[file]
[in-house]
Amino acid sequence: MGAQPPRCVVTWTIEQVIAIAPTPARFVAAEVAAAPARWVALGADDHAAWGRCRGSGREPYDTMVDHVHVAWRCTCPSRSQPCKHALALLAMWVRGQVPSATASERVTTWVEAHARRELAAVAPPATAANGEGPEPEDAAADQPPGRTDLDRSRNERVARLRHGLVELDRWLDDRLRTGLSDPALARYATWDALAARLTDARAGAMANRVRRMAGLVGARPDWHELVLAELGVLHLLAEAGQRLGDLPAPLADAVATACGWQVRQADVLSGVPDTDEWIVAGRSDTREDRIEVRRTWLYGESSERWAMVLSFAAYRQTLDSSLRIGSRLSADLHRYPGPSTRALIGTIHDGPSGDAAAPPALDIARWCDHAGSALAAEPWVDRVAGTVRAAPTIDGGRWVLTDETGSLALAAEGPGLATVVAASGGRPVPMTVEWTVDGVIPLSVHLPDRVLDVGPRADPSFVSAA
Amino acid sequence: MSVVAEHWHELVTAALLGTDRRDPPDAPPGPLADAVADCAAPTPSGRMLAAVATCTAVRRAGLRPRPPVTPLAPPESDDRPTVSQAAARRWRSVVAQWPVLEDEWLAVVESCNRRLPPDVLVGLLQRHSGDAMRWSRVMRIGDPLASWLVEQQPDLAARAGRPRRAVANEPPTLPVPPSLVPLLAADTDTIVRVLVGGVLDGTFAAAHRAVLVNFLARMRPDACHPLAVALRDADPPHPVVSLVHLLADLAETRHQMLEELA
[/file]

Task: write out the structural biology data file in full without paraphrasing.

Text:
[in-house]
Amino acid sequence: MGAQPPRCVVTWTIEQVIAIAPTPARFVAAEVAAAPARWVALGADDHAAWGRCRGSGREPYDTMVDHVHVAWRCTCPSRSQPCKHALALLAMWVRGQVPSATASERVTTWVEAHARRELAAVAPPATAANGEGPEPEDAAADQPPGRTDLDRSRNERVARLRHGLVELDRWLDDRLRTGLSDPALARYATWDALAARLTDARAGAMANRVRRMAGLVGARPDWHELVLAELGVLHLLAEAGQRLGDLPAPLADAVATACGWQVRQADVLSGVPDTDEWIVAGRSDTREDRIEVRRTWLYGESSERWAMVLSFAAYRQTLDSSLRIGSRLSADLHRYPGPSTRALIGTIHDGPSGDAAAPPALDIARWCDHAGSALAAEPWVDRVAGTVRAAPTIDGGRWVLTDETGSLALAAEGPGLATVVAASGGRPVPMTVEWTVDGVIPLSVHLPDRVLDVGPRADPSFVSAA
Amino acid sequence: MSVVAEHWHELVTAALLGTDRRDPPDAPPGPLADAVADCAAPTPSGRMLAAVATCTAVRRAGLRPRPPVTPLAPPESDDRPTVSQAAARRWRSVVAQWPVLEDEWLAVVESCNRRLPPDVLVGLLQRHSGDAMRWSRVMRIGDPLASWLVEQQPDLAARAGRPRRAVANEPPTLPVPPSLVPLLAADTDTIVRVLVGGVLDGTFAAAHRAVLVNFLARMRPDACHPLAVALRDADPPHPVVSLVHLLADLAETRHQMLEELA